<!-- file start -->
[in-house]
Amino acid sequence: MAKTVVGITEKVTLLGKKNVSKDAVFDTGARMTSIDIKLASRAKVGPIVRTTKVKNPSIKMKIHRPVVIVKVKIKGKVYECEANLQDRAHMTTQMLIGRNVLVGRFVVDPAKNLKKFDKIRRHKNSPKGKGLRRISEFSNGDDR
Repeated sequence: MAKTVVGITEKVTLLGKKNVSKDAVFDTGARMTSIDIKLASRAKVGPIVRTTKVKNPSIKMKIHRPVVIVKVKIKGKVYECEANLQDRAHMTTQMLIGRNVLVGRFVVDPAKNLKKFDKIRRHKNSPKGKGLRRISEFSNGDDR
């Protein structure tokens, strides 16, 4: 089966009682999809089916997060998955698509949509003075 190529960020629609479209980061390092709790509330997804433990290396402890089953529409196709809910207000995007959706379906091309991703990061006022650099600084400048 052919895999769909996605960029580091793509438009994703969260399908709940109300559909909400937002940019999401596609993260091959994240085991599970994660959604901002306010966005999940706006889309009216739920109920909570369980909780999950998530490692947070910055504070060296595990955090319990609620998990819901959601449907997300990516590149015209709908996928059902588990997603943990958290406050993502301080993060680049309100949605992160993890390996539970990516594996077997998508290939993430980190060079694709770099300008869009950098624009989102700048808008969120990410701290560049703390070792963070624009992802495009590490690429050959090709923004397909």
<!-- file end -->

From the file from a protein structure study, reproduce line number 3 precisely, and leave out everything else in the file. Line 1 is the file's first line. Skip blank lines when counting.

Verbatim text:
Repeated sequence: MAKTVVGITEKVTLLGKKNVSKDAVFDTGARMTSIDIKLASRAKVGPIVRTTKVKNPSIKMKIHRPVVIVKVKIKGKVYECEANLQDRAHMTTQMLIGRNVLVGRFVVDPAKNLKKFDKIRRHKNSPKGKGLRRISEFSNGDDR